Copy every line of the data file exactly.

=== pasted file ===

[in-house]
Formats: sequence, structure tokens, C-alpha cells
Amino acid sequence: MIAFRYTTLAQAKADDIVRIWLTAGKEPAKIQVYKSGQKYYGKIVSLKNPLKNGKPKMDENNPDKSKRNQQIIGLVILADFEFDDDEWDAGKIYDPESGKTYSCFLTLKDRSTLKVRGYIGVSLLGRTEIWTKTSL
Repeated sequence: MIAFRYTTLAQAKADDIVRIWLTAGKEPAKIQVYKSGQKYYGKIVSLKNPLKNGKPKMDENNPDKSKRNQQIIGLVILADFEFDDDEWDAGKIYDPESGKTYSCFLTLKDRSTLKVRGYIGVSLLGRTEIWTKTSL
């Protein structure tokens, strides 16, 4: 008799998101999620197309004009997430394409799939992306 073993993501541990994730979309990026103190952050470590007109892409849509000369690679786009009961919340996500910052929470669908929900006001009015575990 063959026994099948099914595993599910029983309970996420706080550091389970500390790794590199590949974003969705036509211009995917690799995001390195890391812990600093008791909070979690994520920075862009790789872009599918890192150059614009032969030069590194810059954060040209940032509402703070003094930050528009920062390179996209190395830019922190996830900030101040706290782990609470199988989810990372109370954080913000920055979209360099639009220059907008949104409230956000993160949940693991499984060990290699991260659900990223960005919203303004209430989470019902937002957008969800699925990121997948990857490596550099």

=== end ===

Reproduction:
[in-house]
Formats: sequence, structure tokens, C-alpha cells
Amino acid sequence: MIAFRYTTLAQAKADDIVRIWLTAGKEPAKIQVYKSGQKYYGKIVSLKNPLKNGKPKMDENNPDKSKRNQQIIGLVILADFEFDDDEWDAGKIYDPESGKTYSCFLTLKDRSTLKVRGYIGVSLLGRTEIWTKTSL
Repeated sequence: MIAFRYTTLAQAKADDIVRIWLTAGKEPAKIQVYKSGQKYYGKIVSLKNPLKNGKPKMDENNPDKSKRNQQIIGLVILADFEFDDDEWDAGKIYDPESGKTYSCFLTLKDRSTLKVRGYIGVSLLGRTEIWTKTSL
């Protein structure tokens, strides 16, 4: 008799998101999620197309004009997430394409799939992306 073993993501541990994730979309990026103190952050470590007109892409849509000369690679786009009961919340996500910052929470669908929900006001009015575990 063959026994099948099914595993599910029983309970996420706080550091389970500390790794590199590949974003969705036509211009995917690799995001390195890391812990600093008791909070979690994520920075862009790789872009599918890192150059614009032969030069590194810059954060040209940032509402703070003094930050528009920062390179996209190395830019922190996830900030101040706290782990609470199988989810990372109370954080913000920055979209360099639009220059907008949104409230956000993160949940693991499984060990290699991260659900990223960005919203303004209430989470019902937002957008969800699925990121997948990857490596550099």